As one of the most populous countries in the world continues to battle its second wave of coronavirus outbreak after a record-breaking spike in daily cases during late April, a number of University of Michigan alumni in and with ties to India have stepped up to help, using their networks and skills to assist with COVID relief efforts.

Anjana Sastri completed her MBA at the Ross School of Business in 2019 and is now head of strategic initiatives at Canadian International School. She and other members of the school’s administrative and strategy teams noticed a need for a step down hospital facility in Bangalore, where CIS is based.

“For people with mild to moderate COVID symptoms, oxygen availability is crucial. As far as the additional medical monitoring that an ICU provides, those with the most severe symptoms, who need serious medical attention, should be the people with access to the limited number of hospital beds,” Sastri said. “But where is a person with milder symptoms supposed to go if the hospital is the only place they can get oxygen? We decided to help fill in the gap.”

As a boarding school, CIS currently has one-hundred-and-twenty beds—two in each of the sixty rooms on campus. CIS’s boarding facilities, which had closed at the beginning of the second wave, are open again—but with a new purpose.

“Given the acute shortage of beds across India, we decided to open our facility to the public, free of cost. Our partners at Cytecare Cancer Hospital have been excellent at managing the medical aspects of the facility, from personnel to medications. And the Bangalore chapter of Entrepreneurs Organization helped us raise the money we needed to purchase one-hundred-and-twenty oxygen concentrators,” Sastri said.

“This entire process was two weeks from ideation to execution. We had to work quickly, with the COVID situation being as dire as it is. We are glad to be able to help members of our CIS community as well as people from surrounding areas in northern Bangalore. A lot of folks have been making their way to our facility to get help.”

INOX Air Products is one of the largest manufacturers of medical-grade oxygen in India, and its director, Siddharth Jain, is an alum of U-M’s College of Engineering. Jain said that INOX has been running all of its manufacturing units around-the-clock “to ensure continuous production of oxygen for more than eight-hundred hospitals.”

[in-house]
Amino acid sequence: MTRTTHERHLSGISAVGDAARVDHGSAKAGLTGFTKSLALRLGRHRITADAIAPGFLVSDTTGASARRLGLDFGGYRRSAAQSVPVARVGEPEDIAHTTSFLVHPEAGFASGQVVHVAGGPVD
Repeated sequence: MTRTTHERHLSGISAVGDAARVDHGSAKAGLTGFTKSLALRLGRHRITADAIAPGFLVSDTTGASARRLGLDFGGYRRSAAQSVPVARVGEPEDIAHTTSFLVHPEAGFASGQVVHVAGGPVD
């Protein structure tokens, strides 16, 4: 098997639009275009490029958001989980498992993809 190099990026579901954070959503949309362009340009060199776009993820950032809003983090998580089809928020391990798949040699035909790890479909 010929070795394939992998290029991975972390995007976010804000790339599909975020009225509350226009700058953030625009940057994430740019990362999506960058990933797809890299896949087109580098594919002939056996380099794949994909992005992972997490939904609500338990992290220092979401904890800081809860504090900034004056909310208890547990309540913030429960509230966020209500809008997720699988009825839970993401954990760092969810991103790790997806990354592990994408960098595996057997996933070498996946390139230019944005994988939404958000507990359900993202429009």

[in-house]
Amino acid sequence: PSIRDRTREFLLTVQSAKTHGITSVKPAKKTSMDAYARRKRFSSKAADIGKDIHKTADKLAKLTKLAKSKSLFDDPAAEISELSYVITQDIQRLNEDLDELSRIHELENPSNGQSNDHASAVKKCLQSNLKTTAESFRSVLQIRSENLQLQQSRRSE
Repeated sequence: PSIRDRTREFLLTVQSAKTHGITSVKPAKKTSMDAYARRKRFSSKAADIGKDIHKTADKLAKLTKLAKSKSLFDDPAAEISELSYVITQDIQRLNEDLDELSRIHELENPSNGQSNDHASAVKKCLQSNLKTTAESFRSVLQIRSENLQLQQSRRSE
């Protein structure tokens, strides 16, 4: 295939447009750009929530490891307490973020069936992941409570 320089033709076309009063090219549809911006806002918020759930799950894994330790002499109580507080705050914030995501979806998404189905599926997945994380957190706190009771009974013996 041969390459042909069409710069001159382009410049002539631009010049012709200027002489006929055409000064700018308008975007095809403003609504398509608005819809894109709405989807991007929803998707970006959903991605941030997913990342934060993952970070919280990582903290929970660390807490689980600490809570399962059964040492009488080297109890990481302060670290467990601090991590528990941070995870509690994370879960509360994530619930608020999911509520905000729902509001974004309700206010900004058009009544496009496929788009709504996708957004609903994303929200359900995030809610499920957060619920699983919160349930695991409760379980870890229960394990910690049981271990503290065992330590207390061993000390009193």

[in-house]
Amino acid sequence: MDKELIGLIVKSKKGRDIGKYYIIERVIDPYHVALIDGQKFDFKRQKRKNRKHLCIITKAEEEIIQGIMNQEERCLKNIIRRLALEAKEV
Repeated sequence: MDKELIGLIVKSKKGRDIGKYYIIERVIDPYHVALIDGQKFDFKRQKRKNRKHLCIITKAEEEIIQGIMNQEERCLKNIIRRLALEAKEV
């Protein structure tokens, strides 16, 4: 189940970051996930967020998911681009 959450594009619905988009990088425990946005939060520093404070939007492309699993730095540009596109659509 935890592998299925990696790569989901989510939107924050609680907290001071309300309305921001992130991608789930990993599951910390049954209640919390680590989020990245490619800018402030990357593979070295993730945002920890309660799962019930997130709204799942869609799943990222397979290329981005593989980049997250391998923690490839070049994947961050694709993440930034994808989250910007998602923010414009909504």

“Altogether, INOX has manufactured and supplied more than four-hundred-thousand tons of medical oxygen for COVID treatment purposes in the last year, out of which more than sixty-thousand tons were manufactured and supplied in the month of April 2021 alone,” Jain said of the company’s production momentum.

Dhruv Gupta, a 2003 graduate in computer science and engineering, is a co-founder of the at-home, on-demand diagnostic testing company Orange Health. He explained that the company had been in the works when the pandemic hit and officially began operations just shy of a year ago.

“We saw about a thousand patients total over the course of our first three months. Now, we see a thousand patients every four or five days,” Gupta said. “Fifty days back, we had seven medics doing on-the-ground diagnostic testing. With the onset of the second wave, we’ve had to ramp up quickly, and we’ve grown to a team of about thirty medics who serve the city of Bangalore by readily administering at-home COVID tests and other health diagnostic tests as needed.”

Additionally, two alumni groups affiliated with the university—the U-M India Alumni Association and the India Advisory board—have collaborated to start a GiveIndia fundraiser for COVID relief in India. All proceeds go to a carefully selected list of non-governmental organizations, including KVN Foundation, Plan India, TeachforIndia, and Doctors for You.

“The university community has been very resourceful during this time of crisis,” said Narayan Ramachandran, chair of the India Advisory Board. “But the situation in India also highlights the importance of creating on-the-ground response systems we can activate in an emergency; systems informed by epidemiological and biostatistical research.”

“Despite the difficulties we’ve all faced in the past year—and despite the fact that the past few weeks have been especially challenging—we’re seeing people come together at a very critical time,” said UMIAA president Dhaval Mehta. “Alumni have been donating from India and around the world, as well as reaching out directly to see how they can help.”

Email to get in touch with UMIAA and see how you can help with COVID relief efforts in India.